In addition, there is some governance required to ensure that product delivery team goals and outcomes are aligned with the company goals and outcomes.

Understanding the Investment Mix

We’ll get into budgeting in a later post, however, as the PMO Director, one area where you can support this is by maintaining visibility of the level of investment for all the product delivery teams – at the individual level, the program level and the portfolio level. If you don’t have access to salaries, just use headcount counts to get a sense of the allocation. This is powerful information for the program and portfolio leadership to have insight of where the investment is going and you can work with them to make any adjustments/re-allocations.

When reporting investments, the lowest level to report is at the team-level. If you go down to the individual level, it will continue the mindset that individuals can be split across teams and that the goal is 100% utilization of all team members all the time.

Ideally, you’ll have a strong product person with you to be able to model some return on investment based on the value that was provided to the customer. For example, back to my example of a team working on the Sign-Up Funnel. Let’s say that the team increased conversions by X%, we can then determine that the impact was an increase of Y% subscribers, adding Z dollars to revenue – think of yourself working with them almost like an investment fund manager.

Business Cases

I used to love the simplicity of the concept of a business case. Isn’t it great that we can know up-front how much something is worth, and we can determine an ROI, which can be used to determine if we move forward with an idea? It sounds so logical and elegant!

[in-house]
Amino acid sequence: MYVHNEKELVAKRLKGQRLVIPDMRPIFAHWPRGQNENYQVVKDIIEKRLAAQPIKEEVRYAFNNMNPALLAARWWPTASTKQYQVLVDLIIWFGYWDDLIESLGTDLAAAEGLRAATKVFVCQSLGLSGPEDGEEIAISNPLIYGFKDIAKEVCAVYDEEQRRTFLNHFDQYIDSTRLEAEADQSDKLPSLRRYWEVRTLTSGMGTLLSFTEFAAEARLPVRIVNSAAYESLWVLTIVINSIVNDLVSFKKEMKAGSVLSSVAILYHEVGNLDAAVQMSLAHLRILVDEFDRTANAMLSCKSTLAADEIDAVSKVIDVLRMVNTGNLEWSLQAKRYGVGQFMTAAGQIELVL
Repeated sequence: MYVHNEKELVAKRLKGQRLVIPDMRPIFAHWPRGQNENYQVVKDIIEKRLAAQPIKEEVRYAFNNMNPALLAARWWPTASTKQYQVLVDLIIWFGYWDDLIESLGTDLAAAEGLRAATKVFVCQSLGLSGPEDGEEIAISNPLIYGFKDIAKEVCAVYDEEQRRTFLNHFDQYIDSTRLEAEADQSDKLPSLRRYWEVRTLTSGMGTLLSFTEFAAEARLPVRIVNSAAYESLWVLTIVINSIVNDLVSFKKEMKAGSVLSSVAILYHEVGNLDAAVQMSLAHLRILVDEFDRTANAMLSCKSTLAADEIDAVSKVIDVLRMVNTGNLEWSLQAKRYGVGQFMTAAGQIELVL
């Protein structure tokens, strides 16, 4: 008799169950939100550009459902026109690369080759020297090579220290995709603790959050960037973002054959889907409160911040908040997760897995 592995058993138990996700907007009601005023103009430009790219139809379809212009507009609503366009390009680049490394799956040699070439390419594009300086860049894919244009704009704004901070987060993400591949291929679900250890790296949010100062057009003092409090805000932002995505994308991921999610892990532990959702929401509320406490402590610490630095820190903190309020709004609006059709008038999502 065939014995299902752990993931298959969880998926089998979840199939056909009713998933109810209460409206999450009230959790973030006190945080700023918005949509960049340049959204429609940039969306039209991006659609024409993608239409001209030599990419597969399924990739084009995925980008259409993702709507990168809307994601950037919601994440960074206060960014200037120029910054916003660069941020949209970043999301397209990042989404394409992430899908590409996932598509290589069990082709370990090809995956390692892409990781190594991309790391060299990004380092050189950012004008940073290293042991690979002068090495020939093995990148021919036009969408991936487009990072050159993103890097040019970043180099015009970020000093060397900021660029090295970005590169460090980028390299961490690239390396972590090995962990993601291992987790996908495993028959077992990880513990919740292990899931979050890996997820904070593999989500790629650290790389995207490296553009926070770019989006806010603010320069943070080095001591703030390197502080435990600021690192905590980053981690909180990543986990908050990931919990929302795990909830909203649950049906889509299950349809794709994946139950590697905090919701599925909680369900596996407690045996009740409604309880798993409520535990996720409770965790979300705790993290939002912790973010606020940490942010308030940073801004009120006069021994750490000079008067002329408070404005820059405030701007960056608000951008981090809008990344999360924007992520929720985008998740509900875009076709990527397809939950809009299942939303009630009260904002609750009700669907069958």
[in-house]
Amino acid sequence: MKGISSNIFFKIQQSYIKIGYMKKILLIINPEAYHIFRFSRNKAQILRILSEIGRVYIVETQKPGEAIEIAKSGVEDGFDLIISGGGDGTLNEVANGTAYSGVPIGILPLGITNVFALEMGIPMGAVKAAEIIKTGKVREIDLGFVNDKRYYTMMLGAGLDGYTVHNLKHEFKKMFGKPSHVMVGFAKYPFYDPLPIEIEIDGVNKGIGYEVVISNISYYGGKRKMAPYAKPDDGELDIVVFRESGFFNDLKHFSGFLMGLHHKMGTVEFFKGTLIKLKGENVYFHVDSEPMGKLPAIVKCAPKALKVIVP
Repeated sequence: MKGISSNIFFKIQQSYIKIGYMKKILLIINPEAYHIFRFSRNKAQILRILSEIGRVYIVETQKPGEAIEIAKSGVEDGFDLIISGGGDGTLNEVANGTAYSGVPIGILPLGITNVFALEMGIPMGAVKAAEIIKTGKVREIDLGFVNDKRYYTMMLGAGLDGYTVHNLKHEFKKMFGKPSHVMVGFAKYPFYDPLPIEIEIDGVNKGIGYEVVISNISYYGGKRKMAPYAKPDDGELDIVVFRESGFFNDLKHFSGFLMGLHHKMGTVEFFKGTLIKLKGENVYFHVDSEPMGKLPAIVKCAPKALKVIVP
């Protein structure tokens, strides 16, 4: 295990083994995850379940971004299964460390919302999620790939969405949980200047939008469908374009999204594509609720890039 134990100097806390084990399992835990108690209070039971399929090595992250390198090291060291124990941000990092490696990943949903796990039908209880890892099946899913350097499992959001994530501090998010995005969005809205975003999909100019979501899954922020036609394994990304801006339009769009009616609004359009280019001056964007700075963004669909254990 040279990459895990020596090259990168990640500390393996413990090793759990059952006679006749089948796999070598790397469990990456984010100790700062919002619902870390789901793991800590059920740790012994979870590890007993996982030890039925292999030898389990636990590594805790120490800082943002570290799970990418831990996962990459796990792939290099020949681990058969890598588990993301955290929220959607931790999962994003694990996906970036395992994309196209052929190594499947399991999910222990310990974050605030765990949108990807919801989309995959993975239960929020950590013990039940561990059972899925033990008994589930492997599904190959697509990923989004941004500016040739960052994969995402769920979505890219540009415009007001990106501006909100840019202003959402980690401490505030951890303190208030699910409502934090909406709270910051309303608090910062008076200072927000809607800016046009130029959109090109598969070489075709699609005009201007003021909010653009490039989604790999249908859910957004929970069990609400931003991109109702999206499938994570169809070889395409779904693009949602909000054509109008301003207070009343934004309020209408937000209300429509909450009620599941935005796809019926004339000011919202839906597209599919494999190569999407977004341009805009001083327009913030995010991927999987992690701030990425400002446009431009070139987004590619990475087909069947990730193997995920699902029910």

Like most things, that’s usually not how it plays out. I’ve observed groups spending weeks and months determining the perceived value – getting their analysis down to the exact penny because they were afraid to be wrong. I appreciated their thoroughness and thoughtfulness – why wouldn’t I, I wanted an accurate estimate too, right? Eventually, months later, we’d have something, and then we’d get to work.

Then I had the opportunity to work with a business leader who would create business cases so quickly – usually within a few days. I was amazed and surprised – I thought, wow, this person must really get it, and I had to know their secret! One day I asked her, and her response was: “Oh, I’m just guessing, no one really knows for sure until we start testing and getting feedback from the market, but I feel confident enough to start testing my ideas. Plus, no one ever goes back and looks at those estimates once the work is done – and even if they do, the estimates are going to be wrong.